A major part of election consumption was its mediation through polls and stats: serious toys, which provided confidence in the outcome. Building on Nate Silver’s success aggregating and averaging polls, several sites gave Clinton high probabilities of winning throughout the election season. You could not read an article on the New York Times site without being reminded that she had a 75%-85% chance of victory. They promised a degree of rigor without having to acquire much specialized knowledge. As their parent publications surely noticed, they were highly addictive. Polling and prediction let us experience the election as if it had already been decided. Because of the importance of demographics and political science’s findings about voter behavior, we could enter a space in which the outcome of a future event was sufficiently probable that we could start explaining it even when it hadn’t happened yet. Many of us posed as critics of the boom in quantitative pop social science and called sites like Vox and 538 blithe and glib. But if I am honest with myself, it’s clear that I bought into many of the assumptions of the discourse I purported to critique. Even if what they presented was a reductive version of more complex arguments whose makers would balk at calling them truth, they had models. Really, they allowed us to present ourselves as those who had it all figured out. There was a sufficient air of facticity, a sense of knowingness, to tamp down fear of uncertainty.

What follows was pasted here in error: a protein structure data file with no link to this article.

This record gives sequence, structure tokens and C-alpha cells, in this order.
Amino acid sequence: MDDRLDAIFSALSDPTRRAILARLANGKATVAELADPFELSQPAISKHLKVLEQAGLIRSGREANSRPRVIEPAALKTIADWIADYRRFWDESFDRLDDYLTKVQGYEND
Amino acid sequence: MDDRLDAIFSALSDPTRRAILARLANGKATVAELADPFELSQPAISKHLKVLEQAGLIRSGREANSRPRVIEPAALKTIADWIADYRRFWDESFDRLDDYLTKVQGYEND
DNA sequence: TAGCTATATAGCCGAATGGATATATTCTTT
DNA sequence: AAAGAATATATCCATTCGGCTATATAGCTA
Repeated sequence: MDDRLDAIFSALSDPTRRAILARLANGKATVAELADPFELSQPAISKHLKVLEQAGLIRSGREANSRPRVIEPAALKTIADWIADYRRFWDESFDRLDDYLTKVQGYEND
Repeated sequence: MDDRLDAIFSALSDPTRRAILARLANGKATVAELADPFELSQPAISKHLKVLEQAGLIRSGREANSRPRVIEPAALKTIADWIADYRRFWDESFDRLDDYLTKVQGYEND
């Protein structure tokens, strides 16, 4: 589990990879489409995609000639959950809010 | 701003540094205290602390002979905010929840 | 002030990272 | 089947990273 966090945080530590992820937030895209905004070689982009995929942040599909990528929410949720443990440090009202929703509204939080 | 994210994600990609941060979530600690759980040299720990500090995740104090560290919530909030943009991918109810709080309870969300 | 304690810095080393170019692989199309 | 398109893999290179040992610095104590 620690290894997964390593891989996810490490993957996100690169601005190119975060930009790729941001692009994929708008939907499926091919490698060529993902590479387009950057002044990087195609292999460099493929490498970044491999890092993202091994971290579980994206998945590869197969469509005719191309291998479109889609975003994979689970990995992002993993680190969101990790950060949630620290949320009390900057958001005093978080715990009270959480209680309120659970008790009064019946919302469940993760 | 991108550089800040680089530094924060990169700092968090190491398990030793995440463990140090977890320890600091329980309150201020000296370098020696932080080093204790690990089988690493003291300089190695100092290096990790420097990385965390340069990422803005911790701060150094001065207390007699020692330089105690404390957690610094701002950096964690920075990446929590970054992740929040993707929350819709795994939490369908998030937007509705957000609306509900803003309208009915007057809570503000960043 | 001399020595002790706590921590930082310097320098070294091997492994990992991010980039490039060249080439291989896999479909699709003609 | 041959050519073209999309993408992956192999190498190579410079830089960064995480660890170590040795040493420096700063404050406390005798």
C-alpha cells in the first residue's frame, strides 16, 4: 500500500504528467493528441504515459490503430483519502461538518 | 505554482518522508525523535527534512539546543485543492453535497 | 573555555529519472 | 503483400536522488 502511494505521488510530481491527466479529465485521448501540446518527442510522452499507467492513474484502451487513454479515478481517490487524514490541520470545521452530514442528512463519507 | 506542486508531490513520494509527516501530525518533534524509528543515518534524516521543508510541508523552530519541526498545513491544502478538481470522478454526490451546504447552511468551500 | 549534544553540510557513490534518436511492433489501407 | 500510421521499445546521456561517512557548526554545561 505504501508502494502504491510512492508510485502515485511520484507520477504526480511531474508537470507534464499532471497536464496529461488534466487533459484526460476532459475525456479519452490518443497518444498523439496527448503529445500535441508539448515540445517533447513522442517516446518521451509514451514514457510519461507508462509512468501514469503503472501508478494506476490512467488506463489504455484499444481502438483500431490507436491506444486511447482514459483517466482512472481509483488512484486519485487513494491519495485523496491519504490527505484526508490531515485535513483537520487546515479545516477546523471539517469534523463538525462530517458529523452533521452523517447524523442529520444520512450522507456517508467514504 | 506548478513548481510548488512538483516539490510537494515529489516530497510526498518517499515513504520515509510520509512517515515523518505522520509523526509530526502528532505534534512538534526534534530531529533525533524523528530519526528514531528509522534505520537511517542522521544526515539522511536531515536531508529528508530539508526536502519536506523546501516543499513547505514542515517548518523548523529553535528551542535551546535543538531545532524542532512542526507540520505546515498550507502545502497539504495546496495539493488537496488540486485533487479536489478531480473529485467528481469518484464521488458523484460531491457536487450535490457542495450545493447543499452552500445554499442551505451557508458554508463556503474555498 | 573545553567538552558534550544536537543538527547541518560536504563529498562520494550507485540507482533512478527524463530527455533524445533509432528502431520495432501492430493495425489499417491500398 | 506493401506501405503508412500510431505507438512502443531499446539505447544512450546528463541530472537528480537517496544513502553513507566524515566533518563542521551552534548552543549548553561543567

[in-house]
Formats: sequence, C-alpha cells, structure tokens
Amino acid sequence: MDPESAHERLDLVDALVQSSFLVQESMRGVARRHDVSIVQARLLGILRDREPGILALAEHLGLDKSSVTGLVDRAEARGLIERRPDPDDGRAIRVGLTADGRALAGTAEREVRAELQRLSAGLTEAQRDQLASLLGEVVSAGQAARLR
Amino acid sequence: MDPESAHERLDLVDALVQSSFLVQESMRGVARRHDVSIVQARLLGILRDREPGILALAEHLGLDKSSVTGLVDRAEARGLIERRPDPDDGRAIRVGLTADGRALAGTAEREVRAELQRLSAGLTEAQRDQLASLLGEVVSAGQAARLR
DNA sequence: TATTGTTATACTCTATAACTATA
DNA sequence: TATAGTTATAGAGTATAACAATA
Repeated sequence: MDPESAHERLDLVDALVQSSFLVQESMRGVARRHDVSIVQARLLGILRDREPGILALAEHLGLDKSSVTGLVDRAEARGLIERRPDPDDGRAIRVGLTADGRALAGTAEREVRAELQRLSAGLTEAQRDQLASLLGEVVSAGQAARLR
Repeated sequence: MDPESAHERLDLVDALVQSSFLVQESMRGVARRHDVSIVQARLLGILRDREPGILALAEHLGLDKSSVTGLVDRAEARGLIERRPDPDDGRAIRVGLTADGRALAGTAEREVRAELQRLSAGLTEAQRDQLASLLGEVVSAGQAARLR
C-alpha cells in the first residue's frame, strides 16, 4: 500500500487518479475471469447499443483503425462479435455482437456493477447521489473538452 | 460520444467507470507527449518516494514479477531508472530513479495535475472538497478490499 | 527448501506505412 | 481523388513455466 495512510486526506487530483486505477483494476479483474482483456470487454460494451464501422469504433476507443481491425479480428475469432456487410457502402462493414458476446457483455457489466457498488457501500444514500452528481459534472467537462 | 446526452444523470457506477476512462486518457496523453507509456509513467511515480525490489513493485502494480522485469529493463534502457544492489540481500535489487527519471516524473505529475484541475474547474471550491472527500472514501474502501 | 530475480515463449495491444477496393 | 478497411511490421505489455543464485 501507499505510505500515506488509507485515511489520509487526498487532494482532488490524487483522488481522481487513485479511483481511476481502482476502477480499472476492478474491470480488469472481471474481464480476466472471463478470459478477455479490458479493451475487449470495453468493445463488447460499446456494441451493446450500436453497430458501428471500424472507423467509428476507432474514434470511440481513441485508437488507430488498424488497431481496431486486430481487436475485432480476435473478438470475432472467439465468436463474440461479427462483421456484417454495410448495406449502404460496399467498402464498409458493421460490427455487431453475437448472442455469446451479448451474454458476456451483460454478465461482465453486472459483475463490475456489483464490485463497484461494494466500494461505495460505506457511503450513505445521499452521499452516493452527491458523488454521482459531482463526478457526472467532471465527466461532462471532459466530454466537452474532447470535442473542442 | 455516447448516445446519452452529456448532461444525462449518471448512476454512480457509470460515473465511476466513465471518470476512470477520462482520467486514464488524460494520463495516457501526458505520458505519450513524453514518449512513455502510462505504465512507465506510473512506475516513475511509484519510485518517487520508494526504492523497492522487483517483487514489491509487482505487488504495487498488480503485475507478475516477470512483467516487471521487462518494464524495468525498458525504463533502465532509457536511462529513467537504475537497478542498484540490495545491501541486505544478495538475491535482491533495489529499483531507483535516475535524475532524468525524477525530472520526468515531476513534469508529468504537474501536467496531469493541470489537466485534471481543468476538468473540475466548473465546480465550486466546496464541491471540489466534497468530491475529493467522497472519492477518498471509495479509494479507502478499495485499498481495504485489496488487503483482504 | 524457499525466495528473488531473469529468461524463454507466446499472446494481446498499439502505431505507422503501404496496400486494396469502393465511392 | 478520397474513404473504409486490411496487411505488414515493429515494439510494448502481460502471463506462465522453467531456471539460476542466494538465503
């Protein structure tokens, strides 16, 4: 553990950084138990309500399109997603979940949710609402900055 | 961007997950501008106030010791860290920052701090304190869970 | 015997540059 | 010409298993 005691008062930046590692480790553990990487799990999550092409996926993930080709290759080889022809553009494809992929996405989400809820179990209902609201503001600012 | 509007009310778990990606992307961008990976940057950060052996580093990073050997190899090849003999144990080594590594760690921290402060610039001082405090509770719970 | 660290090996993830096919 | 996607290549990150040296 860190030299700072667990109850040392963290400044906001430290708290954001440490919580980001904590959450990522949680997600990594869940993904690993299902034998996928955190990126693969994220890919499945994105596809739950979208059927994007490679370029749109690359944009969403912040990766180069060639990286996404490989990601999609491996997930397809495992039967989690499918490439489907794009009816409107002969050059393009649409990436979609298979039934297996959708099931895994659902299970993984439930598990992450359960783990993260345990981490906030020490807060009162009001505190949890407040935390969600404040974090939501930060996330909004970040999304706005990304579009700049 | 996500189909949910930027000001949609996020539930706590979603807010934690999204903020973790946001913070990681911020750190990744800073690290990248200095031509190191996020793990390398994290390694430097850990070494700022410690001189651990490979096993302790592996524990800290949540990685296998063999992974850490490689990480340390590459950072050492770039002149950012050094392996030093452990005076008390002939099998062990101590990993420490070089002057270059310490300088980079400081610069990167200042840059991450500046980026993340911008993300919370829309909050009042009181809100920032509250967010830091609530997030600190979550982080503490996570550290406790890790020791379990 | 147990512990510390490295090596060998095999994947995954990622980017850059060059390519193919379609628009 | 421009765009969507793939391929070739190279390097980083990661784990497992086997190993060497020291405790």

For as long as I can remember, Democrats and their defenders have argued that their flaws are just what it takes to win elections in a center-right country. A bit of calculation is what keeps the wolves at bay—so some hawkishness, being “tough on crime,” guaranteeing that the poor aren’t too cushy, Making Sure They Don’t Get Away With It—it might bother your liberal sensibilities, but this is what Americans want. Whatever the content of these statements, their purpose was to say, “We’re pragmatists. We’re professionals.” The Democrats from Hillary Clinton on down are an army of consultants and experts, masters of the craft of managed politics, in which microdemographics and issues are parceled out by importance and elevated or diminished based on strategic significance. Professionalism is also a sort of theater, in which Democrats assure their anxious voters that they know what they’re doing because of their managerial credentials. It would be even scarier, the experts say, without our knowledge of what to give in on. Alongside this, the Democrats use the rhetoric of policy. They have specific proposals, they say—if only the media would talk about “the issues.” There is a danger in being overly dismissive of white papers, since they do in fact have ideas that would improve people’s lives. Still, the brandishing of policy for its own sake is another way in which Democrats say, “trust us.” There is comfort in thinking there are people who have mastered politics as techne, which again, many of us who doubted centrist liberalism likely implicitly believed. Even if you suspected “electability” was a bullshit word for a bogus concept, maybe they had a handle on it. You might have thought that Sanders’ views about healthcare and free college were better policy and better politics—but the sense that there’s a guy with a computer in a room somewhere saying that this plays poorly with 12% of suburbanites in Ohio dies hard. After the Clinton campaign, it should be very difficult to believe that there are people out there who know what they’re doing. The myth of the competent centrist has been put to rest. We should have no confidence in them; hell, maybe we should boo them whenever they appear in public. Yet the Democratic establishment will linger, lurching from crisis to crisis like some unkillable creature.